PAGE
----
S. WILLIAMS/S. Peer
An interview with:
THE MODERATOR: Questions for Serena, please.
Q. You were really tested today. Did you enjoy the contest?
SERENA WILLIAMS: Uhm, I guess I enjoyed the contest, yeah.
Q. What did you think of her? She's only 17. She seemed to be kind of gutsy.
SERENA WILLIAMS: Yeah, I thought she was really gutsy. I just wasn't used to playing a person like that. I hadn't played someone like that in a long time. So it was a totally different game for me.
Q. How is she different?
SERENA WILLIAMS: Well, I would say she got a lot of balls back. I thought I got a lot of balls back, but she gets a lot of balls back. She doesn't hit with a lot of pace, but then she will at points hit with a lot of pace. But most of the time she doesn't hit with too much pace. I'm used to playing people that hit really hard all the time, so it was different. Took some getting used to.
Q. She had a lot of support for fairly obvious reasons, I suppose. Did that make it any different for you, more difficult, or not at all?
SERENA WILLIAMS: No, not at all. The usual.
Q. How big of a deal is it to you that you can win a calendar Grand Slam? You're the only woman who has the ability now to win all four this year.
SERENA WILLIAMS: Yeah, it's, obviously, a great big deal for me. I just take it one tournament at a time. I'm not even at the French yet, I'm just focused here. And then go from there.
Q. You hear Tiger talk about he feels like his legacy is going to be the majors. So that's what is really important to him, how he plays in the majors. Do you feel the same way?
SERENA WILLIAMS: I do. I would love to be No. 1 and that's my main goal, but I figure if I win Slams, then the ranking will come. For me, that's my main goal, is to keep winning the Grand Slams.
Q. Your hitting looked really disciplined today. I think you were really focusing on making as few unforced errors as possible today. Do you feel you achieved that?
SERENA WILLIAMS: No, I thought I made a lot of unforced errors and I thought I was swinging all out of key. It was weird. I don't think I played that great. I think I played better the other night, for sure.
Q. You see a lot of teenagers like Shahar coming up, playing well. The US doesn't have any teenagers in the Top 100. What do you think is going on? What are your thoughts on that?
SERENA WILLIAMS: Well, I don't know. I guess it's just a matter of getting the programs and getting kids to play. Everyone's interested in becoming a pop star, American Idol, becoming another Beyonce and stuff so...
Maybe I got to up my image, they'll want to become tennis players like me.
Q. What did you like about your performance?
SERENA WILLIAMS: I'll get back to you on that one (smiling).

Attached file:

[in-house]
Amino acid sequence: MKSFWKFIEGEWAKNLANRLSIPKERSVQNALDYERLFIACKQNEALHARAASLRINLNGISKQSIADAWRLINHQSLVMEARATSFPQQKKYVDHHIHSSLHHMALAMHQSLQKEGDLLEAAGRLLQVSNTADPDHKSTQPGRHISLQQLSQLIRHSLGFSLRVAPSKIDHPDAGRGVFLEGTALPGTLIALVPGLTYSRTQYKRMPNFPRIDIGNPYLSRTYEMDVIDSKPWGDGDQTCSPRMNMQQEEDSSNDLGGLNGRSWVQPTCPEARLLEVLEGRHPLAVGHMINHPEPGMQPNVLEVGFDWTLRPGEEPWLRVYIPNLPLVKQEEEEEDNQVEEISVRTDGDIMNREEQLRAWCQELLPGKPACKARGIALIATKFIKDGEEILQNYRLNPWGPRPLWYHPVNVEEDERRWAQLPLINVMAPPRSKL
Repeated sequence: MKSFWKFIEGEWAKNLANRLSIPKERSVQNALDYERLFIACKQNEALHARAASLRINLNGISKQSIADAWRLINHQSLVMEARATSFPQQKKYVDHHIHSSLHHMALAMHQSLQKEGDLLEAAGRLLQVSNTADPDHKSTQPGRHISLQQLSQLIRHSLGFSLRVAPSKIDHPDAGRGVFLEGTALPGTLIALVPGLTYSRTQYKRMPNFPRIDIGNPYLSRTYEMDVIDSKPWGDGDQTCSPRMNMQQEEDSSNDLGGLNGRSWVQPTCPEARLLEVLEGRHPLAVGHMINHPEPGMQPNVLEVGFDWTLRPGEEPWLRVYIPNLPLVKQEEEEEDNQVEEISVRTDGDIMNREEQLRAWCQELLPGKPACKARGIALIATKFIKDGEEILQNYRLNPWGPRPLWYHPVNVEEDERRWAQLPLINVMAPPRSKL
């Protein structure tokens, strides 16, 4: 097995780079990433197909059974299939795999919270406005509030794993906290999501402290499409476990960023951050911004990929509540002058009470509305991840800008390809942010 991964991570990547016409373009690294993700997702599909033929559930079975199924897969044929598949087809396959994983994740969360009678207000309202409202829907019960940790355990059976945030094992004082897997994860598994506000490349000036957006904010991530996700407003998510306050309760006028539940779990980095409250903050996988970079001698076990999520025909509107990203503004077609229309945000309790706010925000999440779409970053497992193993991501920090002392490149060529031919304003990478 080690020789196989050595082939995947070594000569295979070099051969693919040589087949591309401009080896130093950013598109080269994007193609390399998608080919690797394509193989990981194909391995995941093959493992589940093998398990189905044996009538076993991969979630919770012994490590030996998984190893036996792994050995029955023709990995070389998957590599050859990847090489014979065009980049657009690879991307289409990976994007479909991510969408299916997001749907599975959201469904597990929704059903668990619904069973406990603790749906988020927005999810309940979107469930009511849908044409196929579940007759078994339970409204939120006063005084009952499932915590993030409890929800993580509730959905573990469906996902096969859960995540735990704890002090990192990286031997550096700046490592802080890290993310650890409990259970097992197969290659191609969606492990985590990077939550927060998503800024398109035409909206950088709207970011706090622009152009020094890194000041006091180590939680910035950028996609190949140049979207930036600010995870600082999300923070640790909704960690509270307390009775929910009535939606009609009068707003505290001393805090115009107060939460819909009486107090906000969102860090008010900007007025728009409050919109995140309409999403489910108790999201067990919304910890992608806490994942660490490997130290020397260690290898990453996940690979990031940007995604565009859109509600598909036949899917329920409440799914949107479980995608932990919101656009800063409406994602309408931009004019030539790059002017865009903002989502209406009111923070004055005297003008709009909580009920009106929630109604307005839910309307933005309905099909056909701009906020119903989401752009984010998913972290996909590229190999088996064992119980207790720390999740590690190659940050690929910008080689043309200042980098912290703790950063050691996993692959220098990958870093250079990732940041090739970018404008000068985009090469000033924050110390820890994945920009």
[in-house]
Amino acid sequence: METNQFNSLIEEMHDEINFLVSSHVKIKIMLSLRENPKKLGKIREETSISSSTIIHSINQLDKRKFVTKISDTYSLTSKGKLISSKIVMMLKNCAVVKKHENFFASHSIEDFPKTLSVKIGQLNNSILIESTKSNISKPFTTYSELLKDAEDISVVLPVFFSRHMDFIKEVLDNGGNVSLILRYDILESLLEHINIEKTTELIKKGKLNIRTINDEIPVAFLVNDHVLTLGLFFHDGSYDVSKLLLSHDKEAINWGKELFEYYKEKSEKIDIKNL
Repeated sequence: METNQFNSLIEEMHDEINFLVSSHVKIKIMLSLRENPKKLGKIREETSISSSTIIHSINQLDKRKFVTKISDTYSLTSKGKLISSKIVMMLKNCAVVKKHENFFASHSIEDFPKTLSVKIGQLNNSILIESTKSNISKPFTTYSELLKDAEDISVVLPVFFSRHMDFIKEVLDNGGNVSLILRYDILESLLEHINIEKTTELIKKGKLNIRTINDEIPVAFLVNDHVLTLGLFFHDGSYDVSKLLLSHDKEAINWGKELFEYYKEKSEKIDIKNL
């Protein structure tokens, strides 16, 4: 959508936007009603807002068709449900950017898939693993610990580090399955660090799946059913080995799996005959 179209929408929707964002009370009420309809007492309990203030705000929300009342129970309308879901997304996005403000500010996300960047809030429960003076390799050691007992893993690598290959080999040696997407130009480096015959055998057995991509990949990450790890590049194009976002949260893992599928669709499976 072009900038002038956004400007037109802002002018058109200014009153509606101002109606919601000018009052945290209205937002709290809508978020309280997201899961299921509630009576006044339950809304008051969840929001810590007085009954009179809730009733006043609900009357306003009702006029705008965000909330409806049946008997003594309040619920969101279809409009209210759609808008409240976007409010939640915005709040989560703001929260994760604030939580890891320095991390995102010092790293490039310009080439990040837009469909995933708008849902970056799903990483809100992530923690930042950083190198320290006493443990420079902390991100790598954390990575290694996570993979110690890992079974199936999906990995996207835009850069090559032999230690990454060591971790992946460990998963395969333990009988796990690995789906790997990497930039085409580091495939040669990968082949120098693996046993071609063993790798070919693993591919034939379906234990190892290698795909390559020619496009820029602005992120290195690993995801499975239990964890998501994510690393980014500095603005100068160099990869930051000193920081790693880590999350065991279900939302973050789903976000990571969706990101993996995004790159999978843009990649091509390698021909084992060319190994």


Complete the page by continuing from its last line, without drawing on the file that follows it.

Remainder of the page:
Q. What did you say to her at the net? What did you tell her at the end of the match?
SERENA WILLIAMS: I told her "good match," yeah.
Q. How often do you wake up on days of a match and feel really 100% on, versus how many times are you just gutting out matches or willing yourself to win?
SERENA WILLIAMS: Well, today I didn't feel 100% on, and my practice wasn't 100%. I mean, I gave it 100%, but I just didn't feel it. I woke up, I just wasn't into it today.
But hopefully I'll do better tomorrow.
Q. Does it concern you at all that there aren't sort of teenagers coming up?
SERENA WILLIAMS: No, because, you know, eventually there's going to be someone else that comes along, and hopefully I'll have my time to shine and then, you know, you have to -- you can't be -- I can't play this for 50 years. I chose a career that I can only be good at for, you know, 10, 15, 20 years (laughing).
Q. When you see, again, teenagers like Sharapova from other countries, we're not really seeing these kind of women players in the US.
SERENA WILLIAMS: Honestly, like I said, I think America is so charged into becoming a pop icon. I mean, "Top Model," I watch the show, I want to be on it. I also want to be on "American Idol". So, you know, everyone's kind of trying to do that.
But then you have some people who are playing tennis and who are really dedicated. But I don't know, I think in some of these different countries they have different obstacles that maybe we don't have, unless you're from the urban area. And so I think that's where we should try to put our focus on, is the kids that have to go through some obstacles, that can appreciate it. Like, I mean, I appreciate where I am and I want to keep it this way.
Q. Do you feel that your mental strength gets the due that it should? People talk about your physical gifts.
SERENA WILLIAMS: No, not at all. No one ever talks about my mental strength. I wouldn't have won Australia if I hadn't have been mentally tough, or any Grand Slam if I hadn't have been mentally tough. I think being mentally tough is something you have to have. For me, I have to have it.
I don't know, everyone says I hit hard, which I don't think I hit that hard, and that I'm fast and I'm powerful and all blase-spree, as my sister would say (laughing).
But no one ever talks about how mentally tough they are. I think they said Hingis was really mentally tough and Chris Evert, because maybe they didn't have as much power so they automatically said they were mentally tough.
Q. The Australian, it seemed like that was what got you through, your unwillingness to lose.
SERENA WILLIAMS: Yeah, I didn't have anything else to rely on. That was my backup plan, Plan C.
Q. I think you said a day or so ago that you didn't know much about the West Bank, but that you would seek to find out. I'm not saying you should, but is that something you've still to do?
SERENA WILLIAMS: Yeah. Unfortunately, I got caught wasting time yesterday so I didn't do my research. But I'll eventually do it - I promise.